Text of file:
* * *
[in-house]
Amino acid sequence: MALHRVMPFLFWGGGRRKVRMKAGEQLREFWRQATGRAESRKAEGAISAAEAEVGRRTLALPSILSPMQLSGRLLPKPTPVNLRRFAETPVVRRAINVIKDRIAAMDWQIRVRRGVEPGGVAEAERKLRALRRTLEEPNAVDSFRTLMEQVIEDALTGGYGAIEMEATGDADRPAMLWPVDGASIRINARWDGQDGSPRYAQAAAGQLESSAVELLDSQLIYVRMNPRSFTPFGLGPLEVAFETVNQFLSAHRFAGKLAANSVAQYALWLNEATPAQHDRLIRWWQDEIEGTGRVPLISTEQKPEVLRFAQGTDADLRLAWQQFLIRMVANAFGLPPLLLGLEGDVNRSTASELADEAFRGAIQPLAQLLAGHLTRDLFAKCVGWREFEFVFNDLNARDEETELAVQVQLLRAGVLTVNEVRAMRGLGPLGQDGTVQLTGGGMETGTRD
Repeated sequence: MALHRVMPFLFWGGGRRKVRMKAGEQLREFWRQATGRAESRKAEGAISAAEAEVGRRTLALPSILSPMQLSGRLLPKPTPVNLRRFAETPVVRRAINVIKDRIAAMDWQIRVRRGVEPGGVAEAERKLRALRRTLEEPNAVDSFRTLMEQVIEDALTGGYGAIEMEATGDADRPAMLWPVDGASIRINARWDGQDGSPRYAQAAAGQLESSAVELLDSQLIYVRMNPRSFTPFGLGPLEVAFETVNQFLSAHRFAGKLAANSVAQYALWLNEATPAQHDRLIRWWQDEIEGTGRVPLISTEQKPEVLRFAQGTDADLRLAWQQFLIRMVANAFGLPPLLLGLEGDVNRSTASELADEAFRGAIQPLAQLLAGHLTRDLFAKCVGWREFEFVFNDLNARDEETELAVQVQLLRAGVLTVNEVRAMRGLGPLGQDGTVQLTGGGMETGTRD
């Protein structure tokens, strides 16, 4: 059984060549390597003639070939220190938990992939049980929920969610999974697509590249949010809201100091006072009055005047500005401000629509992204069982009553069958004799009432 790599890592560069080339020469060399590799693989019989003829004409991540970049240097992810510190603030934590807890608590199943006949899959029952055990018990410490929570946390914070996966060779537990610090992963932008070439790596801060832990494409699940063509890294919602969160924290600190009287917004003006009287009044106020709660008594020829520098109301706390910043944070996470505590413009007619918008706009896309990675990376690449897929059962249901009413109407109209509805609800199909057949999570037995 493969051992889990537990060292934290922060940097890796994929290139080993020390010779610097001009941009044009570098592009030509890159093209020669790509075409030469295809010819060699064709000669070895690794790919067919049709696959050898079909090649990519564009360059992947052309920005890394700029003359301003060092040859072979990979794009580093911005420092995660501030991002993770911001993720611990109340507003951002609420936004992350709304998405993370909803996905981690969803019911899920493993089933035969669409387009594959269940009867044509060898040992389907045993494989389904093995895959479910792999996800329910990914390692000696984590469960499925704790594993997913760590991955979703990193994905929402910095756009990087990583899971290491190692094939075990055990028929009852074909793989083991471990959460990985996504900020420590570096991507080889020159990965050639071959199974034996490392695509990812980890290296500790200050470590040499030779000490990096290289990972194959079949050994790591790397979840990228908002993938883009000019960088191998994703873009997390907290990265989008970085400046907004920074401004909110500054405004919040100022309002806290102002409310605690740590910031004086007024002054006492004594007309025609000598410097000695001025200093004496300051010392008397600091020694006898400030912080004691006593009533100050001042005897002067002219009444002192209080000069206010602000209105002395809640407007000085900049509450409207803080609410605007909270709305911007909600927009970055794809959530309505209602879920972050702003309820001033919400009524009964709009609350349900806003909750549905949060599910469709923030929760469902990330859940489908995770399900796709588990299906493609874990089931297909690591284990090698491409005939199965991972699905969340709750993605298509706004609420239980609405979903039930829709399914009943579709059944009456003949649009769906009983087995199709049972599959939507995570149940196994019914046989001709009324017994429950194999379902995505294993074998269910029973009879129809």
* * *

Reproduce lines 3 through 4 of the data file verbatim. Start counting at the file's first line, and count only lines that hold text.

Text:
Repeated sequence: MALHRVMPFLFWGGGRRKVRMKAGEQLREFWRQATGRAESRKAEGAISAAEAEVGRRTLALPSILSPMQLSGRLLPKPTPVNLRRFAETPVVRRAINVIKDRIAAMDWQIRVRRGVEPGGVAEAERKLRALRRTLEEPNAVDSFRTLMEQVIEDALTGGYGAIEMEATGDADRPAMLWPVDGASIRINARWDGQDGSPRYAQAAAGQLESSAVELLDSQLIYVRMNPRSFTPFGLGPLEVAFETVNQFLSAHRFAGKLAANSVAQYALWLNEATPAQHDRLIRWWQDEIEGTGRVPLISTEQKPEVLRFAQGTDADLRLAWQQFLIRMVANAFGLPPLLLGLEGDVNRSTASELADEAFRGAIQPLAQLLAGHLTRDLFAKCVGWREFEFVFNDLNARDEETELAVQVQLLRAGVLTVNEVRAMRGLGPLGQDGTVQLTGGGMETGTRD
């Protein structure tokens, strides 16, 4: 059984060549390597003639070939220190938990992939049980929920969610999974697509590249949010809201100091006072009055005047500005401000629509992204069982009553069958004799009432 790599890592560069080339020469060399590799693989019989003829004409991540970049240097992810510190603030934590807890608590199943006949899959029952055990018990410490929570946390914070996966060779537990610090992963932008070439790596801060832990494409699940063509890294919602969160924290600190009287917004003006009287009044106020709660008594020829520098109301706390910043944070996470505590413009007619918008706009896309990675990376690449897929059962249901009413109407109209509805609800199909057949999570037995 493969051992889990537990060292934290922060940097890796994929290139080993020390010779610097001009941009044009570098592009030509890159093209020669790509075409030469295809010819060699064709000669070895690794790919067919049709696959050898079909090649990519564009360059992947052309920005890394700029003359301003060092040859072979990979794009580093911005420092995660501030991002993770911001993720611990109340507003951002609420936004992350709304998405993370909803996905981690969803019911899920493993089933035969669409387009594959269940009867044509060898040992389907045993494989389904093995895959479910792999996800329910990914390692000696984590469960499925704790594993997913760590991955979703990193994905929402910095756009990087990583899971290491190692094939075990055990028929009852074909793989083991471990959460990985996504900020420590570096991507080889020159990965050639071959199974034996490392695509990812980890290296500790200050470590040499030779000490990096290289990972194959079949050994790591790397979840990228908002993938883009000019960088191998994703873009997390907290990265989008970085400046907004920074401004909110500054405004919040100022309002806290102002409310605690740590910031004086007024002054006492004594007309025609000598410097000695001025200093004496300051010392008397600091020694006898400030912080004691006593009533100050001042005897002067002219009444002192209080000069206010602000209105002395809640407007000085900049509450409207803080609410605007909270709305911007909600927009970055794809959530309505209602879920972050702003309820001033919400009524009964709009609350349900806003909750549905949060599910469709923030929760469902990330859940489908995770399900796709588990299906493609874990089931297909690591284990090698491409005939199965991972699905969340709750993605298509706004609420239980609405979903039930829709399914009943579709059944009456003949649009769906009983087995199709049972599959939507995570149940196994019914046989001709009324017994429950194999379902995505294993074998269910029973009879129809």